Paralympic Games
7-18 September

Belgian Genyn feels ready for Paralympic gold

After swapping wheelchair rugby for wheelchair racing, the T51 racer is hoping to add Paralympic gold to his world and European titles. 18 Aug 2016
Two wheelchair racers on the track after their race

Belgium's Peter Genyn and Italy's Alvise de Vidi after the men's 400m T51 where Genyn broke the world record at Grosseto 2016.

ⒸAgenzia Fotografica BF

Former Paralympic wheelchair rugby player Peter Genyn believes he is ready to go for gold in his first Games competing in Para athletics.

Four years ago at London 2012 the Belgian lined up alongside his teammates in the wheelchair rugby competition – it was his second Games competing in the team event, and they finished seventh.

But in 2013 a nasty leg break meant an end to his rugby career, and so the following year he turned to track and field.

“It was just a dumb accident on the street,” explained Genyn, who races in the T51 class.

“It was downhill and I was just going slowly but a bicycle cut me up so I had to divert. There was a brick missing in the road and my front wheel got stuck in it. I fell out and broke my leg in a very stupid way. I was told it was too dangerous for me to play rugby again.”

In just two years of Para athletics Genyn has gone from strength to strength – he won 100m and 400m T51 gold at the 2015 World Championships, a year after finishing second in both races at the 2014 European Championships in Swansea, Great Britain, behind Finland’s reigning Paralympic champion Tony Piispanen.

At this year’s European Championships in Grosseto, Italy, Genyn clinched double gold again - ahead of Piispanen - breaking the 400m T51 world record in the process.

He admits however that the transition from competing as a member of a team to racing as an individual has not been easy.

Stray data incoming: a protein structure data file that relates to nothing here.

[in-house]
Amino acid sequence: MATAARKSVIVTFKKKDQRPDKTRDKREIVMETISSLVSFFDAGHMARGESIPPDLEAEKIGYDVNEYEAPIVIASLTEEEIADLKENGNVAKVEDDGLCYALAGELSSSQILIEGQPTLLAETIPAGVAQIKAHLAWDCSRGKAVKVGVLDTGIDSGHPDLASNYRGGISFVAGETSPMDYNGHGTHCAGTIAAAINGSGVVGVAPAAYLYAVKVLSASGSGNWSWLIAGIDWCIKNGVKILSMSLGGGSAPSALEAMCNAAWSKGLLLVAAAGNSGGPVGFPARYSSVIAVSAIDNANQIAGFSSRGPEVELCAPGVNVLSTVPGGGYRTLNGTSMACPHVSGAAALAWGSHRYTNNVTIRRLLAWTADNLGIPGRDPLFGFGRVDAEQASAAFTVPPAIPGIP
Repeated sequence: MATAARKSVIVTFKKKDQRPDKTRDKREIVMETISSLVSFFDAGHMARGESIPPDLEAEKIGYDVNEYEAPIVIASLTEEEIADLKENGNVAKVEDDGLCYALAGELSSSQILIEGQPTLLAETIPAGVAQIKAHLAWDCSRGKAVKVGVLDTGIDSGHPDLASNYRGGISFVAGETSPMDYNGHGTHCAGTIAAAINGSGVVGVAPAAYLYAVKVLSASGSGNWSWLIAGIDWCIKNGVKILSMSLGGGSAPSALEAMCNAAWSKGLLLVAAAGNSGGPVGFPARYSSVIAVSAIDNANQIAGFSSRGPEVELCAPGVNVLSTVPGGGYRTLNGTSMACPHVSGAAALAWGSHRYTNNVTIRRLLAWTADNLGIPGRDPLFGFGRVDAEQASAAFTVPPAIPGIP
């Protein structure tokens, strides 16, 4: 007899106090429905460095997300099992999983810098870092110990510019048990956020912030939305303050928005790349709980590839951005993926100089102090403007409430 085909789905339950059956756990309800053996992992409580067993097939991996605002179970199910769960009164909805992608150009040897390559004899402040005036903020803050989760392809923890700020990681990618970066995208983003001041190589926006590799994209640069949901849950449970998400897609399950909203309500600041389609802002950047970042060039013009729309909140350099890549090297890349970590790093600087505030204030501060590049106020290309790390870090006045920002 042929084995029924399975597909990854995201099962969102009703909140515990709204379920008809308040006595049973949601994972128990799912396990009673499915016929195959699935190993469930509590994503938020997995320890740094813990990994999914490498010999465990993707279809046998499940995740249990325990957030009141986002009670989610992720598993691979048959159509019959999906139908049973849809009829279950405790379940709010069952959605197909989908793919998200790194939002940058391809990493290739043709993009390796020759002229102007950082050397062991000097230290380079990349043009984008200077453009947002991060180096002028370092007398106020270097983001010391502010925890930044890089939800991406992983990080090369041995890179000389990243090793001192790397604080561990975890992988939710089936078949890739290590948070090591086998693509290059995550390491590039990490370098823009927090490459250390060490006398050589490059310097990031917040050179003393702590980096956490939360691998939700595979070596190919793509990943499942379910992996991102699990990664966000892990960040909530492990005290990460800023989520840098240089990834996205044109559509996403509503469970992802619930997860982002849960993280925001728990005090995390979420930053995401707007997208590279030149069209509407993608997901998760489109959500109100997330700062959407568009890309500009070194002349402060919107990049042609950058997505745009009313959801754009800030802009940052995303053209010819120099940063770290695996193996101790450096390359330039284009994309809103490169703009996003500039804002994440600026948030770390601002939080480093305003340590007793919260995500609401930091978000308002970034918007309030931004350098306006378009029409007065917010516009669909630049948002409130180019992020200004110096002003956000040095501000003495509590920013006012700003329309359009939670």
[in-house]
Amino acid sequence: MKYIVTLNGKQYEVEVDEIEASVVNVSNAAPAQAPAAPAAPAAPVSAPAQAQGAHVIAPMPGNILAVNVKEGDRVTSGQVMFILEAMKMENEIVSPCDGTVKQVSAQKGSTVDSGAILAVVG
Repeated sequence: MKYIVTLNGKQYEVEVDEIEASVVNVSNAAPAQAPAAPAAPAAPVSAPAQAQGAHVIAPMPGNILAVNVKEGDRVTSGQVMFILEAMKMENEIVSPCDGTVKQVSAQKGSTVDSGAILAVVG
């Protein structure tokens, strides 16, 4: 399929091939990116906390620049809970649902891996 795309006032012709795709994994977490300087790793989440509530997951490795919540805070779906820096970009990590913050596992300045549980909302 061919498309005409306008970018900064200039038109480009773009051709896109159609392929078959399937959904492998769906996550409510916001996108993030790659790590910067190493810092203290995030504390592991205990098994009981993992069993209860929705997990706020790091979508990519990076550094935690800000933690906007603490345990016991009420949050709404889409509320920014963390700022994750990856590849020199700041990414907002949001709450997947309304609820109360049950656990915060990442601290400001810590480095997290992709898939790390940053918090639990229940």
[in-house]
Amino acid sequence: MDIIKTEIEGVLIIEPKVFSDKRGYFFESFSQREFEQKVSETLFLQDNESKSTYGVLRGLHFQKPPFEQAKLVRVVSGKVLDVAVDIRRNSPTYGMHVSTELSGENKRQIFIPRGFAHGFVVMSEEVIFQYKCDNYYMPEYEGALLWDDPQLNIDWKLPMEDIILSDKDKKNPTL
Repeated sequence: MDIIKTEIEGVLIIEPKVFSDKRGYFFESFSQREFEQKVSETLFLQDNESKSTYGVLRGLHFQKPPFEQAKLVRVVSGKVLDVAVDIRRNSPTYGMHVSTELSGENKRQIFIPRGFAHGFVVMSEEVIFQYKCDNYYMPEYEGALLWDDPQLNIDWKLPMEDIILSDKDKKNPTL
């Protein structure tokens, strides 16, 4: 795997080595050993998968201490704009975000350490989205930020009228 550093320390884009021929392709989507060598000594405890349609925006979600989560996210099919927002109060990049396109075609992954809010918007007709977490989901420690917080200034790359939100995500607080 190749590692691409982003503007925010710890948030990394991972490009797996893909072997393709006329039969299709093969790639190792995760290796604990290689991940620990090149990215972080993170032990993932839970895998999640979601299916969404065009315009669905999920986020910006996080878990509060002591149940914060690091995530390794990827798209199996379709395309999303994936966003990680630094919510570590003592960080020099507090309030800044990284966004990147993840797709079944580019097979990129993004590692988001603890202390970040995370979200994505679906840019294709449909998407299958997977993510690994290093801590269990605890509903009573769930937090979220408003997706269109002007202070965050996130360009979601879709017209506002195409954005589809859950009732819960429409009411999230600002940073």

“You can always count on a team and you always travel as a team too. Now as an individual if it all goes well it’s your doing, but if it all goes wrong it’s also your own doing. It’s very different.

“There is a little bit more pressure because it is all up to yourself. If you have a bad day and you have an important race, you can’t count on anybody to catch the ball or make sure you win.

“When I made the transition (to Para athletics) I was hoping I could get to Rio but I wasn’t sure if it would be possible. It was more of a dream than the aim,” said the 39-year-old.

With the dream now a reality, Genyn is focused on maintaining his place at the top of the world rankings. That means success – and faster times – are part of his Rio plans.

“I’m fairly confident – I’ve won the last four races against Tony and Mohamed Berrahal,” explained Genyn, who set a new personal best of 20.70 seconds this year, then beat Piispanen and Algeria’s Paralympic and world 100m T51 bronze medallist Berrahal at the IPC Athletics Grand Prix in Nottwil, Switzerland.

“I know Tony is not going to sit still these last few months. I want to keep improving and I hope I can continue the winning streak.”

Piispanen is the current world record holder in the 100m T51, having clocked 20.47 in Arbon, Switzerland in 2015, and Genyn is not ready to dismiss the Finn’s chances yet, or that of his Algerian rival.

“I think Tony is still a big favourite. The 100m European final was so close, I’m probably going to be one of the favourites but it is going to be very hard. Also I don’t think we can forget about Berrahal.

“Nottwil and Grosseto showed that I am doing well. I had a very good early part of the year - I spent two months in Lanzarote training and it just shows that we are doing everything right.

“I couldn’t hope to have it any better, so if I can get a few percentage even more then I think that would be perfect. I think it’s up to Tony and Berrahal to beat me then.”

The prospect of returning home with his first Paralympic medal is, for Genyn, a dream come true.

“It would be amazing. Ever since I’ve been playing Paralympic sports it’s like the ultimate goal.

“We were once European champions in wheelchair rugby and that was amazing. Then you sort of dream that it would great to get a Paralympic medal, but knowing that it’s almost impossible to do it in wheelchair rugby because the country is too small.

“Now that you actually have a shot at it I think it’s going to be indescribable. It’s the greatest achievement an athlete can reach.”


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